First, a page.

CONWAY — The trustees of Conway Public Library during a special meeting Wednesday voted to terminate Kate Belisle of Effingham from her post as technology librarian during an hourlong hearing that began around 10 a.m.
According to Library Director David Smolen, she was hired last Dec. 11 and was still a probationary employee who was suspended in May.
In an unusual move, Belisle opted to have her termination process dealt with in public at the trustees’ June 17 meeting. Trustees essentially continued it to Wednesday morning.
At the outset of the meeting, Belisle was told by the library's attorney Peter Malia of Hastings of Malia of Fryeburg that trustees were considering removing her under RSA 202-A:17 Employees; Removal. It says, in part: “No employee of a public library shall be discharged or removed from office except by the library trustees for malfeasance, misfeasance, or inefficiency in office, or incapacity or unfitness to perform the employee’s duties. Prior to the discharge or removal of any such employee, a statement of the grounds and reasons therefor shall be prepared by the library trustees, and signed by a majority of the board.”
Malia added that Belisle was given notice and a statement of reasons on June 17. After that Malia, suggested that Smolen state a summary of reasons for the removal — something Belisle challenged, saying the trustees were supposed to articulate the reasons for her firing.
"This letter could have been longer, but I kept it to one page," said Smolen.
Smolen reread a statement that he read at the June 17 meeting. It said there had been multiple complaints about her behavior toward staff; that she displayed an unwillingness to follow procedures; that she checked out items to a person who isn’t a patron; she checked out the library internet hot spot knowing someone was waiting for it and that under her watch, inter-library loans have taken an unacceptably long time.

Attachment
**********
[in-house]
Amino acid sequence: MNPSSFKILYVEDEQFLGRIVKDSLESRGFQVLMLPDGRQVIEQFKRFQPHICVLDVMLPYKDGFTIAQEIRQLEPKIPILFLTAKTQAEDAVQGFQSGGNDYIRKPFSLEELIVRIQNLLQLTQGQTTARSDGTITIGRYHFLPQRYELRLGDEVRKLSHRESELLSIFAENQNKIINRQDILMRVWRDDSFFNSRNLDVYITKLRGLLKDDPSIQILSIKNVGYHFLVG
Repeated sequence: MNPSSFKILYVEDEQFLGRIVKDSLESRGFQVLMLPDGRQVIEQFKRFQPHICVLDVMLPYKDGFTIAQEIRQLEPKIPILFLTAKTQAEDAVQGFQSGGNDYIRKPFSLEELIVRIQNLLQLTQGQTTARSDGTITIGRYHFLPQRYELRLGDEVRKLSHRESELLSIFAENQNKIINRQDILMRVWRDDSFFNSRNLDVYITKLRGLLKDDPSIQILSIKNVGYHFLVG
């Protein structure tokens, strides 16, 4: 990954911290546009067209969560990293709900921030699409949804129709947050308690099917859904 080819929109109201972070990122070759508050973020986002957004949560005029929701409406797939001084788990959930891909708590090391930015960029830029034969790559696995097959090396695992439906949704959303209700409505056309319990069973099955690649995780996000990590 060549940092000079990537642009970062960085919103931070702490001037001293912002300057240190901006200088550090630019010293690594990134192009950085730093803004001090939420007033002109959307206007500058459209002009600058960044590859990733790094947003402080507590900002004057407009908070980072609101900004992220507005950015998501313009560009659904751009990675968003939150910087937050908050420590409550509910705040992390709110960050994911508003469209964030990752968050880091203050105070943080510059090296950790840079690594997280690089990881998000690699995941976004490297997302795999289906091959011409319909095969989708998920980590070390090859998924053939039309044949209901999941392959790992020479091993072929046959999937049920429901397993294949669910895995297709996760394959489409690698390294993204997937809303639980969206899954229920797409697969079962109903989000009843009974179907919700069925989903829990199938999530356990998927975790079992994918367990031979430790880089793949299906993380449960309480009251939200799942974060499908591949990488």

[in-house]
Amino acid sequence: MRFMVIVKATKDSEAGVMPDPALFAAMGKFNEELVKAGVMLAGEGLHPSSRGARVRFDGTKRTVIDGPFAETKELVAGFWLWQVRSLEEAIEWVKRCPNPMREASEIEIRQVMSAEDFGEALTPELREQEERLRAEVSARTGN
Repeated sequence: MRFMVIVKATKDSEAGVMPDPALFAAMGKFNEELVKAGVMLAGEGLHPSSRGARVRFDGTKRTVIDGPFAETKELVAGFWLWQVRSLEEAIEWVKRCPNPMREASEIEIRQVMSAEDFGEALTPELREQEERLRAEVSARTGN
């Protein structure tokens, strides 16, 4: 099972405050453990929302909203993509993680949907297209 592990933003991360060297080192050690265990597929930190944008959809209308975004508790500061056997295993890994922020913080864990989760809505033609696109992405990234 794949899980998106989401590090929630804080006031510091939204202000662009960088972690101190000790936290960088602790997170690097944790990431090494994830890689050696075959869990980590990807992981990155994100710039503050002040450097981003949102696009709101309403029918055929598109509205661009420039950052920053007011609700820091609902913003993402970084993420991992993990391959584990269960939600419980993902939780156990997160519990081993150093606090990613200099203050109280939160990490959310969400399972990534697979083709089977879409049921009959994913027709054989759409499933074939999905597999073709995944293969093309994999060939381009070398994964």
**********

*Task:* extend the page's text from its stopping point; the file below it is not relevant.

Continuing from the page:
"What we have seen is a problem with interpersonal relations and also failure to follow procedures," said Smolen. "We have numerous problems basically. We want to part ways and everyone move on."
Belisle said she felt Smolen was under the impression he could fire her during the probationary period and he did ask for her resignation.
"He said 'you don't fit in here, you will never fit in here,'" said Belisle who accused Smolen of gossiping about her with one of her former coworkers. "He told me if I didn't resign it would be in an open hearing where everyone would hear all about me and that he would win."
Belisle said she didn't expect to prevail at Wednesday's hearing.
"I want to make sure there's a clear record for next steps," said Belisle, explaining her desire to have the meeting in public.
Belisle said she thought she had already addressed some of the conflicts that she had with other staff members. For example, she apologized for a "short tone" with another staff member.
"Not everyone gets along with everyone all the time," said Belisle. "It's a matter if you deal with it like an adult."
Belisle said she felt she was denied grievance procedures to deal with the conflicts that came up.
As for the accusation that she checked out materials to a non-patron, she said that card holders can authorize someone else to check out a book their behalf.
"There's at least one member of the board who has had a spouse pick up materials checked out for them on their card," said Belisle. "This is not an outrageous thing."
She also said the library was a part of the Northern New Hampshire Library Cooperative. She said the books that she checked out was for a Tamworth patron under that cooperative arrangement.
But Smolen said Belisle "totally violated our policies."
As for the hot spot, said Belisle, she used it to do a stonewall mapping program in Tamworth. She had a hold on it for six weeks and thought it was available.
Asked about the interlibrary loans' processing speed, Belisle said there were no metrics for how long it's supposed to take. She said that the interlibrary loan program has been hobbled by van breakdowns and lack of a drivers.
"The only one that I'm aware of that took months was one initiated before I even started, from a library in New York," said Belisle.
The trustees looked at each of the reasons the law provides to terminate a library employee.
Belisle said she is planning to seek judicial review of her situation and expressed a desire to volunteer at the Cook Library in Tamworth.
"I'm a little too avant-garde for Conway," said Belisle.